PROFILE using the GCG PROFILE program. You can submit a GCG PROFILE for
searching databases on the BIOCCELERATOR (Israel) at
Searches of a PROFILE database corresponding to the PROSITE motifs is
available at ISREC (Switzerland):
A number of modifications have been suggested for improving the creation of profiles that increase the sensitivity of the method. Several of these improvements have been incorporated into programs such as PROFILEWEIGHT10 and the method of Luthy et al..11
For example, an alignment often consists of many closely related sequences together with a few rather divergent ones. The closely related sequences in the multiple alignment (learning set) offer little additional information, yet bias the profile residue scores. Sequence weighting schemes which upweight divergent sequences while downweighting closely related groupings have thus been found to improve profile sensitivity.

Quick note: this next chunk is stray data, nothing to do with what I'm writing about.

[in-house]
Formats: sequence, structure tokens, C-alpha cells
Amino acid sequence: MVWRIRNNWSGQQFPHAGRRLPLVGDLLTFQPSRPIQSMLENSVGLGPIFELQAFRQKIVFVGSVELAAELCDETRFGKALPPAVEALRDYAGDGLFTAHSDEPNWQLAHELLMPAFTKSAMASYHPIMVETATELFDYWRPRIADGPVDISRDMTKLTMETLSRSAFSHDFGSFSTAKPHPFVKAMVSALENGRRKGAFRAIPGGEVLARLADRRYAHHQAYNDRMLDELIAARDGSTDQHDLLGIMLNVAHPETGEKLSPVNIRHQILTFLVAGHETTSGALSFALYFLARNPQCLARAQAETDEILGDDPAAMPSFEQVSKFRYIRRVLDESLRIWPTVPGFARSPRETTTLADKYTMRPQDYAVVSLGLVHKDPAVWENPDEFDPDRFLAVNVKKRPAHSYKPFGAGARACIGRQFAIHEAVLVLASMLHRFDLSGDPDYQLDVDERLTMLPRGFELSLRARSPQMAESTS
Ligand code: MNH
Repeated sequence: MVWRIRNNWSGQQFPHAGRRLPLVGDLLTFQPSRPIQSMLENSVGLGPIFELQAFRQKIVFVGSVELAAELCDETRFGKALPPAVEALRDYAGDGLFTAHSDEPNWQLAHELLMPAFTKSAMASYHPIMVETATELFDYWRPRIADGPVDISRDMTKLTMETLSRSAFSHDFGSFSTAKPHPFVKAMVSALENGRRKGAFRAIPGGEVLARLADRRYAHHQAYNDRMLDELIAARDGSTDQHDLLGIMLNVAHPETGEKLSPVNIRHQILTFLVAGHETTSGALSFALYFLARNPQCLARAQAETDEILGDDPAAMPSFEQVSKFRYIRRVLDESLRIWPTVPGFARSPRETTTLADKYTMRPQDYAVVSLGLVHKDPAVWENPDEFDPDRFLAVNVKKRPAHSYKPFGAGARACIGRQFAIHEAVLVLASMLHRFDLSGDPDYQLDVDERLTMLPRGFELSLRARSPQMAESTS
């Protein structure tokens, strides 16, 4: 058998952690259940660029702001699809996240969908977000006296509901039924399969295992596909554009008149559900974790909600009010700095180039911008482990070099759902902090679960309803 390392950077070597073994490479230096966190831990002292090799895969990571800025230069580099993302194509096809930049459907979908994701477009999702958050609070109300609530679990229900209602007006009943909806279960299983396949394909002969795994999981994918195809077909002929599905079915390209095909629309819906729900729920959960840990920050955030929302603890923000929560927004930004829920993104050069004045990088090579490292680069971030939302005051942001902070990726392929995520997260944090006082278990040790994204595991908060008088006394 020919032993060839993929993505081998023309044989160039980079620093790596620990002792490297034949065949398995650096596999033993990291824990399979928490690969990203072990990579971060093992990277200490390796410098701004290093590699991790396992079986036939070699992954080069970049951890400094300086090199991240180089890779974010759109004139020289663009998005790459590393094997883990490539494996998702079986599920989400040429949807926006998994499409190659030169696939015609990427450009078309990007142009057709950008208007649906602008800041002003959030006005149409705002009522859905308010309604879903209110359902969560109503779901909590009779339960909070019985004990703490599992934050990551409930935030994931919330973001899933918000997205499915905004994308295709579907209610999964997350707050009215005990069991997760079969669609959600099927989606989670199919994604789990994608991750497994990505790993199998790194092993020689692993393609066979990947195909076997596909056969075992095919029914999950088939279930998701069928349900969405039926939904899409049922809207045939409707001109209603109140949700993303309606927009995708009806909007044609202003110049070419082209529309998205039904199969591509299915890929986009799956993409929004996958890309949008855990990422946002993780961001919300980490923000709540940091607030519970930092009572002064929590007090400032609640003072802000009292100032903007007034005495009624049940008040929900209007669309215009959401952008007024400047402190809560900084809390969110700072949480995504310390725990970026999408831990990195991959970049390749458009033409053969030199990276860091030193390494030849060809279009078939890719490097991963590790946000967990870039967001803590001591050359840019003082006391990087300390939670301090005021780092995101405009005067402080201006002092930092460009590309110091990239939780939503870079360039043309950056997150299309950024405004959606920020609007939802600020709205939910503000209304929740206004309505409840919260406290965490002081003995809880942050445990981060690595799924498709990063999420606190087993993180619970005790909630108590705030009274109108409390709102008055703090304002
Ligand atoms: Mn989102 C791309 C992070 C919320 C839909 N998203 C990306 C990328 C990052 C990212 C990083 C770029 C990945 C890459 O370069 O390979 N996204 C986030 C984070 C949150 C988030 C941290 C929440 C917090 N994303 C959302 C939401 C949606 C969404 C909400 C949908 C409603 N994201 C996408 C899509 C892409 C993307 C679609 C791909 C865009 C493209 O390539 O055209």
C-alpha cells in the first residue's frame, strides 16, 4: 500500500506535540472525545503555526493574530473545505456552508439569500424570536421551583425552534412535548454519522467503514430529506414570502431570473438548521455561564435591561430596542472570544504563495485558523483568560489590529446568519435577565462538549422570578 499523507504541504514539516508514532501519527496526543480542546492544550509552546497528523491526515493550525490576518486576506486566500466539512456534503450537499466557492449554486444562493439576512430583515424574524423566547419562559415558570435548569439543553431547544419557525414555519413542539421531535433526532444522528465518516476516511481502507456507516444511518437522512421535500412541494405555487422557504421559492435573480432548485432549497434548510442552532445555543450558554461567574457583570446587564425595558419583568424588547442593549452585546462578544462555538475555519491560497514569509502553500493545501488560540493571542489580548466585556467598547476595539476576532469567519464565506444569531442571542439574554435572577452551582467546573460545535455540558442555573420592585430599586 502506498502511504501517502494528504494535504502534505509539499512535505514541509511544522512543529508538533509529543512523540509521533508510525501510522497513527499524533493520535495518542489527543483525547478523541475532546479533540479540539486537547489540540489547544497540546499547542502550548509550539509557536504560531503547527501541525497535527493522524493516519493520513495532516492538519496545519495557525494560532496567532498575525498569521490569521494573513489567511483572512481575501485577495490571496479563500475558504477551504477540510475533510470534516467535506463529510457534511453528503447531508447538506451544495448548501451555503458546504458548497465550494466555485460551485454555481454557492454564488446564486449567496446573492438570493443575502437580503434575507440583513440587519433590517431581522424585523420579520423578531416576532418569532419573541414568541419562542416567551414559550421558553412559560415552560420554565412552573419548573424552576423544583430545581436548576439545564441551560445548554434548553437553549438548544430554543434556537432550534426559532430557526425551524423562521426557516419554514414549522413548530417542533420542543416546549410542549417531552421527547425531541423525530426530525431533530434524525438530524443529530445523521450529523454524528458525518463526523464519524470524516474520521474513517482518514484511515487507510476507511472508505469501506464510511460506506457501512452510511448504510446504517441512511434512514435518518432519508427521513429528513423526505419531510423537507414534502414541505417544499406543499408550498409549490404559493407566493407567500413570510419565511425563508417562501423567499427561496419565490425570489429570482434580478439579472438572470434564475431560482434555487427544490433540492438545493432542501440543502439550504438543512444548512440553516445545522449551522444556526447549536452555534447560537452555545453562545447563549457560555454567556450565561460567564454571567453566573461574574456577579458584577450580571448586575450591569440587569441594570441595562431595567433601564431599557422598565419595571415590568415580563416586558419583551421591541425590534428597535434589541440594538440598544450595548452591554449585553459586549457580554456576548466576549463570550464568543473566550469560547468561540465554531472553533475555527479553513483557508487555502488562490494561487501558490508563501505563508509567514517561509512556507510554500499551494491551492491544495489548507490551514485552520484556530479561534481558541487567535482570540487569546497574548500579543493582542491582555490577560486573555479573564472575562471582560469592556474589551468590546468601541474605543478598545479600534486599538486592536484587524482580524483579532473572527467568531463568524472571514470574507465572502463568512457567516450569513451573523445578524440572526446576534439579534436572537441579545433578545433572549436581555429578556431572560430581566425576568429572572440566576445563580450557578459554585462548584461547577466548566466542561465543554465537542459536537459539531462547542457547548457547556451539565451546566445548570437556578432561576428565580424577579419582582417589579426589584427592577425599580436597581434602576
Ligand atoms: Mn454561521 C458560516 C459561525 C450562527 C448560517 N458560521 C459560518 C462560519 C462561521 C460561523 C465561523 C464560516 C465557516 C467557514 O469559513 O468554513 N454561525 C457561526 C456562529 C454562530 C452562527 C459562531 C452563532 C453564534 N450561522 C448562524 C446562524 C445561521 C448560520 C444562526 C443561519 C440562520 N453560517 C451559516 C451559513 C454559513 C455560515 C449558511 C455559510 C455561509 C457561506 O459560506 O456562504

Noise is also reduced in database searches by gap excision30 since long
insertions are sites of breakdown in homology within the family and typically
lack meaningful conservation. Release 2 of PROFILEWEIGHT will also bring
in new gap penalty reductions based on average gap length, rather than
the single longest sequence, to better match observed gap properties in
alignments. Both TPROFILESEARCH (P. Rice, EBI Hinxton,) and the PairWise/SearchWise
package (E. Birney, J. Thompson and T. Gibson) are able to perform protein
profile alignments to 6frame translations of DNA sequences. The latter
programs use an extension to dynamic programming to compare the profile